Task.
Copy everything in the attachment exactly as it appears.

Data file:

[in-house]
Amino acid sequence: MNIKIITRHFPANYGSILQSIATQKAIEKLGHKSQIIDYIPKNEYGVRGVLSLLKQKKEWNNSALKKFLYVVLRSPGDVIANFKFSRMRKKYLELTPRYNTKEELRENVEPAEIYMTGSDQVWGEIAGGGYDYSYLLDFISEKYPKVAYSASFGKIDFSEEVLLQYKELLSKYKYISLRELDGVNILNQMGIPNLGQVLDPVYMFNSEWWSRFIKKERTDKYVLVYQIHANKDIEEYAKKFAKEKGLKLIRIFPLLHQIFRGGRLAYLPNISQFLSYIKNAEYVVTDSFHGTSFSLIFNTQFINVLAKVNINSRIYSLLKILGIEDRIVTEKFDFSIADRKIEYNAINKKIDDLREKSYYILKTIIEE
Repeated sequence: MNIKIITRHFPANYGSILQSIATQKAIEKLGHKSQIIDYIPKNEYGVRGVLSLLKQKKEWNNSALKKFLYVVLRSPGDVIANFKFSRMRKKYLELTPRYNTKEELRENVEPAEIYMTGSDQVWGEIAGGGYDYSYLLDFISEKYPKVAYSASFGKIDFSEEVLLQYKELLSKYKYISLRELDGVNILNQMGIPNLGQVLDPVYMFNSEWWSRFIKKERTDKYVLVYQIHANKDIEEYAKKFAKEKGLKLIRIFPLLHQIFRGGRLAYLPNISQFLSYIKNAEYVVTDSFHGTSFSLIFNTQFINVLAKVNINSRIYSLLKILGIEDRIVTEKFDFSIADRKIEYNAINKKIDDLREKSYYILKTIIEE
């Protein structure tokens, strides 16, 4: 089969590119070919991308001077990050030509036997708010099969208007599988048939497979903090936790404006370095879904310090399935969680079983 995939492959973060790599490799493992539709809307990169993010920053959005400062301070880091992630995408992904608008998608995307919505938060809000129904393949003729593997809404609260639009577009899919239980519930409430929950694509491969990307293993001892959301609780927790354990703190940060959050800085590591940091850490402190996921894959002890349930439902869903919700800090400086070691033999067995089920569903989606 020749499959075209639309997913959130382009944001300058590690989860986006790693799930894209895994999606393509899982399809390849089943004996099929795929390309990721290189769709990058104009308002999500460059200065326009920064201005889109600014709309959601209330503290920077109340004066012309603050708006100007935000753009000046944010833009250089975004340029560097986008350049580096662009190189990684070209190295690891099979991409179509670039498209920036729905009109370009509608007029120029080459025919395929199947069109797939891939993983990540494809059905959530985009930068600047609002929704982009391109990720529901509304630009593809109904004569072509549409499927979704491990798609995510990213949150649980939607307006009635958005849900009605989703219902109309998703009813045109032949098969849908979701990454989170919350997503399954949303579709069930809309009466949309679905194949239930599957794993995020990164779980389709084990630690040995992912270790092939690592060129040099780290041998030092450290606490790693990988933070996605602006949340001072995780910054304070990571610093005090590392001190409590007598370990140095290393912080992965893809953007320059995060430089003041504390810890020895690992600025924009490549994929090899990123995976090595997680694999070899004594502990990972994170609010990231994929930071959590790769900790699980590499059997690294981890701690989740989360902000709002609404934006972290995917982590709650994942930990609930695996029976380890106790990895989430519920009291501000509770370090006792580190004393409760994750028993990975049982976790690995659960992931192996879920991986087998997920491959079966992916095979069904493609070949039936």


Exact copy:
[in-house]
Amino acid sequence: MNIKIITRHFPANYGSILQSIATQKAIEKLGHKSQIIDYIPKNEYGVRGVLSLLKQKKEWNNSALKKFLYVVLRSPGDVIANFKFSRMRKKYLELTPRYNTKEELRENVEPAEIYMTGSDQVWGEIAGGGYDYSYLLDFISEKYPKVAYSASFGKIDFSEEVLLQYKELLSKYKYISLRELDGVNILNQMGIPNLGQVLDPVYMFNSEWWSRFIKKERTDKYVLVYQIHANKDIEEYAKKFAKEKGLKLIRIFPLLHQIFRGGRLAYLPNISQFLSYIKNAEYVVTDSFHGTSFSLIFNTQFINVLAKVNINSRIYSLLKILGIEDRIVTEKFDFSIADRKIEYNAINKKIDDLREKSYYILKTIIEE
Repeated sequence: MNIKIITRHFPANYGSILQSIATQKAIEKLGHKSQIIDYIPKNEYGVRGVLSLLKQKKEWNNSALKKFLYVVLRSPGDVIANFKFSRMRKKYLELTPRYNTKEELRENVEPAEIYMTGSDQVWGEIAGGGYDYSYLLDFISEKYPKVAYSASFGKIDFSEEVLLQYKELLSKYKYISLRELDGVNILNQMGIPNLGQVLDPVYMFNSEWWSRFIKKERTDKYVLVYQIHANKDIEEYAKKFAKEKGLKLIRIFPLLHQIFRGGRLAYLPNISQFLSYIKNAEYVVTDSFHGTSFSLIFNTQFINVLAKVNINSRIYSLLKILGIEDRIVTEKFDFSIADRKIEYNAINKKIDDLREKSYYILKTIIEE
């Protein structure tokens, strides 16, 4: 089969590119070919991308001077990050030509036997708010099969208007599988048939497979903090936790404006370095879904310090399935969680079983 995939492959973060790599490799493992539709809307990169993010920053959005400062301070880091992630995408992904608008998608995307919505938060809000129904393949003729593997809404609260639009577009899919239980519930409430929950694509491969990307293993001892959301609780927790354990703190940060959050800085590591940091850490402190996921894959002890349930439902869903919700800090400086070691033999067995089920569903989606 020749499959075209639309997913959130382009944001300058590690989860986006790693799930894209895994999606393509899982399809390849089943004996099929795929390309990721290189769709990058104009308002999500460059200065326009920064201005889109600014709309959601209330503290920077109340004066012309603050708006100007935000753009000046944010833009250089975004340029560097986008350049580096662009190189990684070209190295690891099979991409179509670039498209920036729905009109370009509608007029120029080459025919395929199947069109797939891939993983990540494809059905959530985009930068600047609002929704982009391109990720529901509304630009593809109904004569072509549409499927979704491990798609995510990213949150649980939607307006009635958005849900009605989703219902109309998703009813045109032949098969849908979701990454989170919350997503399954949303579709069930809309009466949309679905194949239930599957794993995020990164779980389709084990630690040995992912270790092939690592060129040099780290041998030092450290606490790693990988933070996605602006949340001072995780910054304070990571610093005090590392001190409590007598370990140095290393912080992965893809953007320059995060430089003041504390810890020895690992600025924009490549994929090899990123995976090595997680694999070899004594502990990972994170609010990231994929930071959590790769900790699980590499059997690294981890701690989740989360902000709002609404934006972290995917982590709650994942930990609930695996029976380890106790990895989430519920009291501000509770370090006792580190004393409760994750028993990975049982976790690995659960992931192996879920991986087998997920491959079966992916095979069904493609070949039936």